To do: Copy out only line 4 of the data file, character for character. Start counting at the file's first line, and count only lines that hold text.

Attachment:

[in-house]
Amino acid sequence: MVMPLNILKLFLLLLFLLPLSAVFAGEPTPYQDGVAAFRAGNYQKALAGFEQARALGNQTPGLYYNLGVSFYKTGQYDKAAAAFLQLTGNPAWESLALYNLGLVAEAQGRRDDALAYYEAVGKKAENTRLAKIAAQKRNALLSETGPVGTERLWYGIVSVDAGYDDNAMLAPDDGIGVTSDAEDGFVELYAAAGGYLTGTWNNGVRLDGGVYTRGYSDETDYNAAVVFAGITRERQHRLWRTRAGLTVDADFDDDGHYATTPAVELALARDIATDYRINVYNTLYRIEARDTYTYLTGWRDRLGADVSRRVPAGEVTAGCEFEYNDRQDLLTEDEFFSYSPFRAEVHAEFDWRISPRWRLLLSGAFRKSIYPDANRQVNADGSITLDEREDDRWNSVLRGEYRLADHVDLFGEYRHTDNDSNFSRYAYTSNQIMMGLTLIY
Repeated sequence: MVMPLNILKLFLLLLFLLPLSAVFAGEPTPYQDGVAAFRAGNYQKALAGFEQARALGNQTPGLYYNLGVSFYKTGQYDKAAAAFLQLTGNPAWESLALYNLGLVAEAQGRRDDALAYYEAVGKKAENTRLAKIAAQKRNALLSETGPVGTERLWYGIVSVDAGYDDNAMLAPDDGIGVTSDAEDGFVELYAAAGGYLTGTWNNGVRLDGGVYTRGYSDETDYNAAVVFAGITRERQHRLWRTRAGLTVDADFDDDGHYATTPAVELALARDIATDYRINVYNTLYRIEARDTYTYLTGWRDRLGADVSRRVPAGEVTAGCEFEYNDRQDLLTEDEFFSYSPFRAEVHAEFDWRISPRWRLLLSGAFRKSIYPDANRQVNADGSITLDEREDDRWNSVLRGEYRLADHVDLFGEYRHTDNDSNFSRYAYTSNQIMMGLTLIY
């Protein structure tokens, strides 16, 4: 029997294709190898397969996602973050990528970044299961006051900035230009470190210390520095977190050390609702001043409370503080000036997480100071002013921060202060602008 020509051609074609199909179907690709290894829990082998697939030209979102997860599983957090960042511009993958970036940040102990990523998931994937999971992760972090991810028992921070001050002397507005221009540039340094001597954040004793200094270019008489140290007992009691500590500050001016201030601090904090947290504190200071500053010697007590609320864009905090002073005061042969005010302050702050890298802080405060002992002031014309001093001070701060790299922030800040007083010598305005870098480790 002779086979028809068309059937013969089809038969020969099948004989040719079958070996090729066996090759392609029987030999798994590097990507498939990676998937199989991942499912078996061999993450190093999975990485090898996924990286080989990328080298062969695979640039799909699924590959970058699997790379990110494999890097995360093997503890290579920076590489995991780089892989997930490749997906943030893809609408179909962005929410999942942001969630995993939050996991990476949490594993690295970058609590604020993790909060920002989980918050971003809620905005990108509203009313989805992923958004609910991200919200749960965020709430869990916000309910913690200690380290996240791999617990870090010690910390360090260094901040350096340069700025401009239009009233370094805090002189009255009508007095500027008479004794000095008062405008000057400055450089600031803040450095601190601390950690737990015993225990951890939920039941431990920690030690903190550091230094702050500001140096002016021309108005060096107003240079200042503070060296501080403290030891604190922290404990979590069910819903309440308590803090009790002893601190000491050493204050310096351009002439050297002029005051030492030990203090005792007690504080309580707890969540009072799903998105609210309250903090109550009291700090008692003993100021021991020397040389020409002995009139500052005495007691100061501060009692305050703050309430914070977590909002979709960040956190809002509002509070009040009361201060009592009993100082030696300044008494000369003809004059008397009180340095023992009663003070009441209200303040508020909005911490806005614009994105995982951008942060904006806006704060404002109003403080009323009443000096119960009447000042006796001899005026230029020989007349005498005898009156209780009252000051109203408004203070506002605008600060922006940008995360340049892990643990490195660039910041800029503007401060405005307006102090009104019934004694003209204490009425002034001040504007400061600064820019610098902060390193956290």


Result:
């Protein structure tokens, strides 16, 4: 029997294709190898397969996602973050990528970044299961006051900035230009470190210390520095977190050390609702001043409370503080000036997480100071002013921060202060602008 020509051609074609199909179907690709290894829990082998697939030209979102997860599983957090960042511009993958970036940040102990990523998931994937999971992760972090991810028992921070001050002397507005221009540039340094001597954040004793200094270019008489140290007992009691500590500050001016201030601090904090947290504190200071500053010697007590609320864009905090002073005061042969005010302050702050890298802080405060002992002031014309001093001070701060790299922030800040007083010598305005870098480790 002779086979028809068309059937013969089809038969020969099948004989040719079958070996090729066996090759392609029987030999798994590097990507498939990676998937199989991942499912078996061999993450190093999975990485090898996924990286080989990328080298062969695979640039799909699924590959970058699997790379990110494999890097995360093997503890290579920076590489995991780089892989997930490749997906943030893809609408179909962005929410999942942001969630995993939050996991990476949490594993690295970058609590604020993790909060920002989980918050971003809620905005990108509203009313989805992923958004609910991200919200749960965020709430869990916000309910913690200690380290996240791999617990870090010690910390360090260094901040350096340069700025401009239009009233370094805090002189009255009508007095500027008479004794000095008062405008000057400055450089600031803040450095601190601390950690737990015993225990951890939920039941431990920690030690903190550091230094702050500001140096002016021309108005060096107003240079200042503070060296501080403290030891604190922290404990979590069910819903309440308590803090009790002893601190000491050493204050310096351009002439050297002029005051030492030990203090005792007690504080309580707890969540009072799903998105609210309250903090109550009291700090008692003993100021021991020397040389020409002995009139500052005495007691100061501060009692305050703050309430914070977590909002979709960040956190809002509002509070009040009361201060009592009993100082030696300044008494000369003809004059008397009180340095023992009663003070009441209200303040508020909005911490806005614009994105995982951008942060904006806006704060404002109003403080009323009443000096119960009447000042006796001899005026230029020989007349005498005898009156209780009252000051109203408004203070506002605008600060922006940008995360340049892990643990490195660039910041800029503007401060405005307006102090009104019934004694003209204490009425002034001040504007400061600064820019610098902060390193956290």